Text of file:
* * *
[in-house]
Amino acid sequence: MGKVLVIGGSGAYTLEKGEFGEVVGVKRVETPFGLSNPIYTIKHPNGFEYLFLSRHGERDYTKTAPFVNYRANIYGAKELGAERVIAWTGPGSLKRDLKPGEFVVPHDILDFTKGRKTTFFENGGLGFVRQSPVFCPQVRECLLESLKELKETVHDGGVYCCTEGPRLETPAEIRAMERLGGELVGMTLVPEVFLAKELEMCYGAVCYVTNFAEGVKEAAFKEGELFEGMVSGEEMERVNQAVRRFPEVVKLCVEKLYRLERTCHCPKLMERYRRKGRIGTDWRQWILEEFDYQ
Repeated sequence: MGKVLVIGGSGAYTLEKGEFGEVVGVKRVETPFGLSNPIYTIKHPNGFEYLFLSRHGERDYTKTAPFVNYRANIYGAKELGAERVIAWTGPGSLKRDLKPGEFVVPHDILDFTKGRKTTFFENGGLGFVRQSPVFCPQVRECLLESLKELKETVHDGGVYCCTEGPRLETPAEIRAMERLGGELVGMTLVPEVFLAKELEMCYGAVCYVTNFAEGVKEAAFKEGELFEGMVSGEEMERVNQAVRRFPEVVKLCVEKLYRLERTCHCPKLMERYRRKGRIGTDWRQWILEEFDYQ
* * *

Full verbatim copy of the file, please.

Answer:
[in-house]
Amino acid sequence: MGKVLVIGGSGAYTLEKGEFGEVVGVKRVETPFGLSNPIYTIKHPNGFEYLFLSRHGERDYTKTAPFVNYRANIYGAKELGAERVIAWTGPGSLKRDLKPGEFVVPHDILDFTKGRKTTFFENGGLGFVRQSPVFCPQVRECLLESLKELKETVHDGGVYCCTEGPRLETPAEIRAMERLGGELVGMTLVPEVFLAKELEMCYGAVCYVTNFAEGVKEAAFKEGELFEGMVSGEEMERVNQAVRRFPEVVKLCVEKLYRLERTCHCPKLMERYRRKGRIGTDWRQWILEEFDYQ
Repeated sequence: MGKVLVIGGSGAYTLEKGEFGEVVGVKRVETPFGLSNPIYTIKHPNGFEYLFLSRHGERDYTKTAPFVNYRANIYGAKELGAERVIAWTGPGSLKRDLKPGEFVVPHDILDFTKGRKTTFFENGGLGFVRQSPVFCPQVRECLLESLKELKETVHDGGVYCCTEGPRLETPAEIRAMERLGGELVGMTLVPEVFLAKELEMCYGAVCYVTNFAEGVKEAAFKEGELFEGMVSGEEMERVNQAVRRFPEVVKLCVEKLYRLERTCHCPKLMERYRRKGRIGTDWRQWILEEFDYQ